There is no man in the world who has ever found, and it is nearly certain that none will ever be met who will find the central ending point for, I am not saying all the beams of general truth, which are united only in God alone, but even for all the beams of a particular truth. Men grasp fragments of truth, but never truth itself. This admitted, the result would be that every man who presents a complete and absolute system, by the sole fact that his system is complete and absolute, is almost certainly in a state of error or falsehood, and that every man who wants to impose such a system on his fellows by force must ipso facto and without preliminary examination of his ideas be considered as a tyrant and an enemy of the human species.241

If absolute truth existed, the constant, complex interconnections of the elements of the motor of history would cease. The consequence of this provisional nature of all intellectual study is doubt, which Tocqueville considers characteristic of man, and in particular of philosophy.242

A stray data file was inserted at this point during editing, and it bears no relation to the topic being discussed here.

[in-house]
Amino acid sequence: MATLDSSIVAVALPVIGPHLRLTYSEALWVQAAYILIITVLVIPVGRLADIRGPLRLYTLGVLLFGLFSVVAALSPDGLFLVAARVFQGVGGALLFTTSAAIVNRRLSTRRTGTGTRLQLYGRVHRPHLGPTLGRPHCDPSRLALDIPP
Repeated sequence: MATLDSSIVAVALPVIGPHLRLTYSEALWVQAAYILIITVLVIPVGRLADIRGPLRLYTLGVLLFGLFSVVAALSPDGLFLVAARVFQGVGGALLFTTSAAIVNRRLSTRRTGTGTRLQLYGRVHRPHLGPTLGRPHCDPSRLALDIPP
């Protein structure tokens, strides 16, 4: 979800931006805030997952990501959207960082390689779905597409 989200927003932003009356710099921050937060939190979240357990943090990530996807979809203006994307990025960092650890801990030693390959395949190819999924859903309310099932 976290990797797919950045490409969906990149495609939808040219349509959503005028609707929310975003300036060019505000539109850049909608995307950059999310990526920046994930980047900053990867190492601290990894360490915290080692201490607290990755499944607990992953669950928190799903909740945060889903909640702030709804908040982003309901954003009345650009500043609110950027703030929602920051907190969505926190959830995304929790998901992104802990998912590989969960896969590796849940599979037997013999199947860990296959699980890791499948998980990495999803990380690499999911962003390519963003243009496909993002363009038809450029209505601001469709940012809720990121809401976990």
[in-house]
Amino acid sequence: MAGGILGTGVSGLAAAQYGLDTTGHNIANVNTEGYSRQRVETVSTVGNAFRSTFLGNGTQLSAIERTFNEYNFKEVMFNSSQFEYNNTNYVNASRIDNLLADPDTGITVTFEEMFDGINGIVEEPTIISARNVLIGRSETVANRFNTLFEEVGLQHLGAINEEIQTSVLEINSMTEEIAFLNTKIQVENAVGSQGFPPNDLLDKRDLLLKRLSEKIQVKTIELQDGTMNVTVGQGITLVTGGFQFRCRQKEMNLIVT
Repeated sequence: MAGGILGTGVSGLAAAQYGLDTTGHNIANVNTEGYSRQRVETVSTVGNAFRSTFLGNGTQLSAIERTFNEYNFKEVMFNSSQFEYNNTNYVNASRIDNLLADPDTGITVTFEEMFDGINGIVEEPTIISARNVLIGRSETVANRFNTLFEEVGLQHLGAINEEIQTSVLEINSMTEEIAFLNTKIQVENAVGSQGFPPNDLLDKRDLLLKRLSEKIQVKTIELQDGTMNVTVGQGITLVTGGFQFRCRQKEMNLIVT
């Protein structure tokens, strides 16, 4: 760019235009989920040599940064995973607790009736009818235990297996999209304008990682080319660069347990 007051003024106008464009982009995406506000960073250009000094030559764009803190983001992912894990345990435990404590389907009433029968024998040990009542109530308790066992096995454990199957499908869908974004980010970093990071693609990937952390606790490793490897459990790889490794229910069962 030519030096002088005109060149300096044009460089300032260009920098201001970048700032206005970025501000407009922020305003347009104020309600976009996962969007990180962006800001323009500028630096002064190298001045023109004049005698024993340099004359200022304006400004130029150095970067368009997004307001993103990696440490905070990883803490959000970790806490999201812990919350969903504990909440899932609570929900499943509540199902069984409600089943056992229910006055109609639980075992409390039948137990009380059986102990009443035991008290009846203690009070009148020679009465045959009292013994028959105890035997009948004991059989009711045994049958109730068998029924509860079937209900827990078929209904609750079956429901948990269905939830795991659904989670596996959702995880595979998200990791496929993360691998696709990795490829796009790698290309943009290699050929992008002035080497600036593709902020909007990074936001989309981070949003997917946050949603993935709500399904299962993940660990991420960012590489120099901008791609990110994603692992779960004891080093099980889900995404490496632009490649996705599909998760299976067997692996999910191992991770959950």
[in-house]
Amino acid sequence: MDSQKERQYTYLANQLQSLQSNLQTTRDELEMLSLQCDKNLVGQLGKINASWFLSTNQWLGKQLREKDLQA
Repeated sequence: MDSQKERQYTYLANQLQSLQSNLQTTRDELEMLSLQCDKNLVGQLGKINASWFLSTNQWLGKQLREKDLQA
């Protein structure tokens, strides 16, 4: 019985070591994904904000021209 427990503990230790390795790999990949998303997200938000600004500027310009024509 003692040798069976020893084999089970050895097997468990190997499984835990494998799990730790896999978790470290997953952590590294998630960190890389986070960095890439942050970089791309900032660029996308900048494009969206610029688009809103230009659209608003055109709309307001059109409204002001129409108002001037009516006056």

On this point, he summarizes his thought in this way for Charles Stoffels:

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When I began to think, I believed that the world was full of demonstrated truths; that it was only a matter of looking carefully in order to see them. But when I applied myself to considering things, I no longer saw anything except inextricable doubts. [...] I ended by convincing myself that the search for absolute, demonstrable truth, like the search for perfect happiness, was an effort toward the impossible. Not that there are no such truths that merit the entire conviction of man; but be assured that they are very few in number. For the immense majority of points that are important for us to know, we have only probabilities, only approximations. To despair about this is to despair about being a man; for that is one of the most inflexible laws of our nature.243